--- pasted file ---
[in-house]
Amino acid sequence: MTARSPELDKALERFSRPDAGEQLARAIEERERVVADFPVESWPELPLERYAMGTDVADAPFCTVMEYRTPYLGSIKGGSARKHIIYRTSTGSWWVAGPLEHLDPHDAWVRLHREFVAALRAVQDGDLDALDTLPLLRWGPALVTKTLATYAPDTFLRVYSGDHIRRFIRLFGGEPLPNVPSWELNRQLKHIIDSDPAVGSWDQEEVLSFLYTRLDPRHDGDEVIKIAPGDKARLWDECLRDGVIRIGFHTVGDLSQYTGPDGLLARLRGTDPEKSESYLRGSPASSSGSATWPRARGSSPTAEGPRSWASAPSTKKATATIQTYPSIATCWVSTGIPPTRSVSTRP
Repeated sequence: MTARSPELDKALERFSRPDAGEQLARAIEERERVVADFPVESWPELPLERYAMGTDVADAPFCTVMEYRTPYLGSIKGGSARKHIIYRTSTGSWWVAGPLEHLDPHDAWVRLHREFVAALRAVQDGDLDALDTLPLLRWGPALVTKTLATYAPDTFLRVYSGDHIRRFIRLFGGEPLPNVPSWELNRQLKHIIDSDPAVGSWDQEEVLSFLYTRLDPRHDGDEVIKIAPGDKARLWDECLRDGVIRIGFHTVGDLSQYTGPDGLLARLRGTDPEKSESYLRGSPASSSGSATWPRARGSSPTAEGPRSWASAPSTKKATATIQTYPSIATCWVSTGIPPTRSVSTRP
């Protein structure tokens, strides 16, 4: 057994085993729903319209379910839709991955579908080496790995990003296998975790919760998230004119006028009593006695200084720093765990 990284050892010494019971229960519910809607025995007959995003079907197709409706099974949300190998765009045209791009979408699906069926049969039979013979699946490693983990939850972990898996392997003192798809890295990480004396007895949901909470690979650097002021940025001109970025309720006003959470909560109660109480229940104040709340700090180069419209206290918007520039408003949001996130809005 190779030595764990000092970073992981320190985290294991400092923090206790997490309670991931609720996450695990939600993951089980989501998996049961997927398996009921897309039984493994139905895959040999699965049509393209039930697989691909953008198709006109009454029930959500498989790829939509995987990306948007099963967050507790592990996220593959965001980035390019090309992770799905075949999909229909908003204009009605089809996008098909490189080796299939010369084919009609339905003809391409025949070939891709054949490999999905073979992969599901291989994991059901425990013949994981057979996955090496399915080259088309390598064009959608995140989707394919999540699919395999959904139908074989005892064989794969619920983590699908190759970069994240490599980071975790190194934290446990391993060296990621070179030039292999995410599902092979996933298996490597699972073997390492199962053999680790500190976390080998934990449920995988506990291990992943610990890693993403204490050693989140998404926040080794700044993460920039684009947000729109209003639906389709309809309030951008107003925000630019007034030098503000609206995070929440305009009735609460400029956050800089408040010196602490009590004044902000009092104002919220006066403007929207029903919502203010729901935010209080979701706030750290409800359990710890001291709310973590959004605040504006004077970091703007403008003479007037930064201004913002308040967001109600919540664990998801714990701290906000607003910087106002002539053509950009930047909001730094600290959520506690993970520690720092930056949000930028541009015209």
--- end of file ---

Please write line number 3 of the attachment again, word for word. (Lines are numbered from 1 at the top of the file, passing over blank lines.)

Repeated sequence: MTARSPELDKALERFSRPDAGEQLARAIEERERVVADFPVESWPELPLERYAMGTDVADAPFCTVMEYRTPYLGSIKGGSARKHIIYRTSTGSWWVAGPLEHLDPHDAWVRLHREFVAALRAVQDGDLDALDTLPLLRWGPALVTKTLATYAPDTFLRVYSGDHIRRFIRLFGGEPLPNVPSWELNRQLKHIIDSDPAVGSWDQEEVLSFLYTRLDPRHDGDEVIKIAPGDKARLWDECLRDGVIRIGFHTVGDLSQYTGPDGLLARLRGTDPEKSESYLRGSPASSSGSATWPRARGSSPTAEGPRSWASAPSTKKATATIQTYPSIATCWVSTGIPPTRSVSTRP